Hardware support for trusted execution in modern CPUs enables tenants to shield their data processing workloads in otherwise untrusted cloud environments. Runtime systems for the trusted execution must rely on an interface to the untrusted host OS to use external resources such as storage, network, and other functions. Attackers may exploit this interface to leak data or corrupt the computation. We describe SGX-LKL, a system for running Linux binaries inside of Intel SGX enclaves that only exposes a minimal, protected and oblivious host interface: the interface is (i) minimal because SGX-LKL uses a complete library OS inside the enclave, including file system and network stacks, which requires a host interface with only 7 calls; (ii) protected because SGX-LKL transparently encrypts and integrity-protects all data passed via low-level I/O operations; and (iii) oblivious because SGX-LKL performs host operations independently of the application workload. For oblivious disk I/O, SGX-LKL uses an encrypted ext4 file system with shuffled disk blocks. We show that SGX-LKL protects TensorFlow training with a 21% overhead.
On Schedulability Analysis of EDF Scheduling by Considering Suspension as Blocking arXiv.cs.OS Pub Date : 2020-01-16 Mario Guenzel; Jian-Jia Chen
During the execution of a job, it may suspend itself, i.e., its computation ceases to process until certain activities are complete to be resumed. This paper provides a counterexample of the schedulability analysis by Devi in Euromicro Conference on Real-Time Systems (ECRTS) in 2003.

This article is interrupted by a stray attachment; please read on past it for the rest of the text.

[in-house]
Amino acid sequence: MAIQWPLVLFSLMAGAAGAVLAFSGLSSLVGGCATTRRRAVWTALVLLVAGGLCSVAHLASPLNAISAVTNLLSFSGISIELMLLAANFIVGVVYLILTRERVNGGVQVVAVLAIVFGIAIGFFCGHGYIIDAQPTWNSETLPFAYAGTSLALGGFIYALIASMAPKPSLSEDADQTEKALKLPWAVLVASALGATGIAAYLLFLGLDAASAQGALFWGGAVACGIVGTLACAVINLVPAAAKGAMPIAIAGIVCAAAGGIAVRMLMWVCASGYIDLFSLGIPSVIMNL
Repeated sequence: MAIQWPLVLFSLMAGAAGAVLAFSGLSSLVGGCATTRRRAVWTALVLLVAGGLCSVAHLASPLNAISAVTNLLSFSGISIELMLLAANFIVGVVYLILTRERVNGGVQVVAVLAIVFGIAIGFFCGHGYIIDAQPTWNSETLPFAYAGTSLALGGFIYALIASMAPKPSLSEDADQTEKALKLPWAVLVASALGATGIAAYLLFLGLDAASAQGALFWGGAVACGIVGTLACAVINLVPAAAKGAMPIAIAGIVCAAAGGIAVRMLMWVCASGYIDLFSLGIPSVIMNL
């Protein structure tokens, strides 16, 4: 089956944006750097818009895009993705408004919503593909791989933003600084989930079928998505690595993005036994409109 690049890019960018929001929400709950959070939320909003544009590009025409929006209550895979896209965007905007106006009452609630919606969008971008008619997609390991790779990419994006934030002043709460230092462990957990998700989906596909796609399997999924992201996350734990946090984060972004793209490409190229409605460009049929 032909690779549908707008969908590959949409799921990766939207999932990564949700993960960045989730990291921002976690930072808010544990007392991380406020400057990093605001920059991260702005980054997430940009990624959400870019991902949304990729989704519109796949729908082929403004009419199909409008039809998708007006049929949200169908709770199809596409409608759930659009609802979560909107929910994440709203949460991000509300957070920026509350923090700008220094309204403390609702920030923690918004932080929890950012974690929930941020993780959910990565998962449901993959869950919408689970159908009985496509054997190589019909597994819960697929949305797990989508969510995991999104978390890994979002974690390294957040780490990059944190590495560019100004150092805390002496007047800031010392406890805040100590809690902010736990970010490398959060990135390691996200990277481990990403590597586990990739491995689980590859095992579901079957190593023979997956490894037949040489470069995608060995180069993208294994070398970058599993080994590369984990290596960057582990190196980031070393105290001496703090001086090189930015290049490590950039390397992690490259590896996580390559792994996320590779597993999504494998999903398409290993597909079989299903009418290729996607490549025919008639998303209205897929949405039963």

Online Scheduling with Makespan Minimization: State of the Art Results, Research Challenges and Open Problems arXiv.cs.OS Pub Date : 2020-01-14 Debasis Dwibedy; Rakesh Mohanty
Online scheduling has been a well studied and challenging research problem over the last five decades since the pioneering work of Graham with immense practical significance in various applications such as interactive parallel processing, routing in communication networks, distributed data management, client-server communications, traffic management in transportation, industrial manufacturing and production. In this problem, a sequence of jobs is received one by one in order by the scheduler for scheduling over a number of machines. On arrival of a job, the scheduler assigns the job irrevocably to a machine before the availability of the next job with an objective to minimize the completion time of the scheduled jobs. This paper highlights the state of the art contributions for online scheduling of a sequence of independent jobs on identical and uniform related machines with a special focus on preemptive and non-preemptive processing formats by considering makespan minimization as the optimality criterion. We present the fundamental aspects of online scheduling from a beginner's perspective along with a background of general scheduling framework. Important competitive analysis results obtained by well-known deterministic and randomized online scheduling algorithms in the literature are presented along with research challenges and open problems. Two of the emerging recent trends such as resource augmentation and semi-online scheduling are discussed as a motivation for future research work.
Runtime Verification of Linux Kernel Security Module arXiv.cs.OS Pub Date : 2020-01-06 Denis Efremov; Ilya Shchepetkov
The Linux kernel is one of the most important Free/Libre Open Source Software (FLOSS) projects. It is installed on billions of devices all over the world, which process various sensitive, confidential or simply private data. It is crucial to establish and prove its security properties. This work-in-progress paper presents a method to verify the Linux kernel for conformance with an abstract security policy model written in the Event-B specification language. The method is based on system call tracing and aims at checking that the results of system call execution do not lead to accesses that violate security policy requirements. As a basis for it, we use an additional Event-B specification of the Linux system call interface that is formally proved to satisfy all the requirements of the security policy model. In order to perform the conformance checks we use it to reproduce intercepted system calls and verify accesses.